Too often, I see web writers mistake being busy with being productive. Last week, we looked at how different activities affect your productivity … from things that tend to undo your progress like getting stuck in the planning stages to things that will always move you forward, like working on a client project.
This week, we’re going to dig deeper into how you can use the idea of meaningful action to get more done in the coming year. I’m talking more free time, more streams of income, more goals achieved … in short, use this meaningful action roadmap to make 2014 your most satisfying and rewarding year yet.
Define Your Meaning
If you’re going to take meaningful action, the first thing you have to do is define a meaningful goal or objective.
For example — and I don’t mean to pick on social media, it’s just an area that can be very powerful or a huge waste of time, depending on how you use it — let’s say you read an article about the value of a new social media network.
You visit the new site, you sign up and fill out your profile, and you get to work building connections. Why?
If you don’t have an answer to that question, then you’re doing busy work.
On the other hand, let’s say you read about that same new network, you do a little research and discover there’s a lot of interest in your niche, so it will be a good place to connect with your target audience. You have your website set up with a lead-generation piece and an email sign-up form. Now, when you begin engaging on that network, you’re building connections with the goal of developing a long-term relationship by enticing your audience to visit your website and sign up for your list.
With a well-defined Why? to what you’re doing, the action takes on a whole new meaning … or rather it takes on meaning in the first place.
Ask the Right Questions
Start adding meaning to all your actions by asking yourself the right questions.
First up, ask yourself, “What do I want?” If you haven’t asked yourself this question recently, do it right now. In terms of your web-writing business, write down everything you want … the income you want to be earning, the type of clients you want to work with, how you want your friends, family, and colleagues to perceive you (don’t cringe at this one — perceptions are important, so be honest with yourself), the hours you want to work, the process you want to use, the marketing ideas that excite you, the passive income streams you desire. Get it all down on paper or in a document somewhere.
Next question — and this is key to bringing meaning to what you’re doing — “Why do I want it?” Why that income? Why those clients? Why that industry? Why that specialty? Why those hours? Why those perceptions? Your answers here will serve as motivation when you’re frustrated, discouraged, or stressed out.
Now we get into the meat and potatoes. Ask yourself, “How do I get there?” Answering this question might take a little research, but I’ll give you a hint. Most freelancers succeed based on a combination of skill and strategy. So list the skills you need and the strategies you’ll use. Basically, this breaks down into “What do I need to learn?” and “What do I need to do?”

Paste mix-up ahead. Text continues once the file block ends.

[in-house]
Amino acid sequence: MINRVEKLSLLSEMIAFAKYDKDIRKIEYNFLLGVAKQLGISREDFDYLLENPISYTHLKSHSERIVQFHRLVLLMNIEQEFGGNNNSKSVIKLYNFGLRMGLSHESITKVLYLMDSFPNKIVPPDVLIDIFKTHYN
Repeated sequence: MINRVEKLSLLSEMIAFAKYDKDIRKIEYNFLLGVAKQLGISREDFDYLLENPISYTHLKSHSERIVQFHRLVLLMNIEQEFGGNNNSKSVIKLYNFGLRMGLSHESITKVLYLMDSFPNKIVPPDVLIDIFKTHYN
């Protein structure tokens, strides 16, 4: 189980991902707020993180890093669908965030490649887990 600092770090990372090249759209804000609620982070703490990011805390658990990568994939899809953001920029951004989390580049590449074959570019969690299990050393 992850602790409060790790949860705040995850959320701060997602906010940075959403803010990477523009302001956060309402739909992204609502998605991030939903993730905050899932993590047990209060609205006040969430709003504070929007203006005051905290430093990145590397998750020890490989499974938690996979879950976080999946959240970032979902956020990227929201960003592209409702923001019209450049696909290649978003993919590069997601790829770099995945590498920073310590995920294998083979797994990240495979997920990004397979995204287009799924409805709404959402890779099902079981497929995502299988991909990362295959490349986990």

And now for the most important question. Look at the list of skills you just made and the list of objectives you just set and ask yourself, “What is the minimum I need learn and do to achieve what I want?”
If there’s one thing to take away from this article, it’s that question right there. The key to meaningful action is to distill down the actions you need to take into those that will have the most impact. With that in mind, cross at least half of the things off your list of what you “need to learn” and “need to do.” If you can cut it down to 20% of the original size, all the better.
Your new, shortened list contains the things that will make the most difference, that will move you forward to your goals in the quickest way. By cutting your list, you give yourself permission to focus on the actions that will be most meaningful in terms of getting what you want.
The hard part is done. Letting go is always the hard part. Now that you’ve let go of the things you don’t need to do, you have just three more steps to make this coming year your best yet.
Step 1: Based on your new, shortened list, gather together or create what you need. This may include a new program to develop a skill, a website to connect with the world, or your marketing materials. Determine how long it will take to put these items in place — complete your program, launch your website, create your marketing materials. Be as aggressive as you can.
Step 2: Once you’ve completed Step 1 and put everything into place, set up a system and a schedule to execute the to-do items on your short list. It should be easier to commit to and follow through with because it is shorter than what you’ve tried before.
Step 3: Revisit your strategy often. Review the answers to those important questions. Tweak what you’re doing when needed, always keeping in mind the question “What is the minimum I need learn and do to achieve what I want?”
Most freelancers are over-achievers. We get caught in the cycle of things we should do. The opportunities and strategies are limitless — if you try to do them all, you won’t excel at any. It’s up to you to set your own limits. When you do, you’ll find yourself free to focus on what is actually meaningful. And that’s when big things start to happen.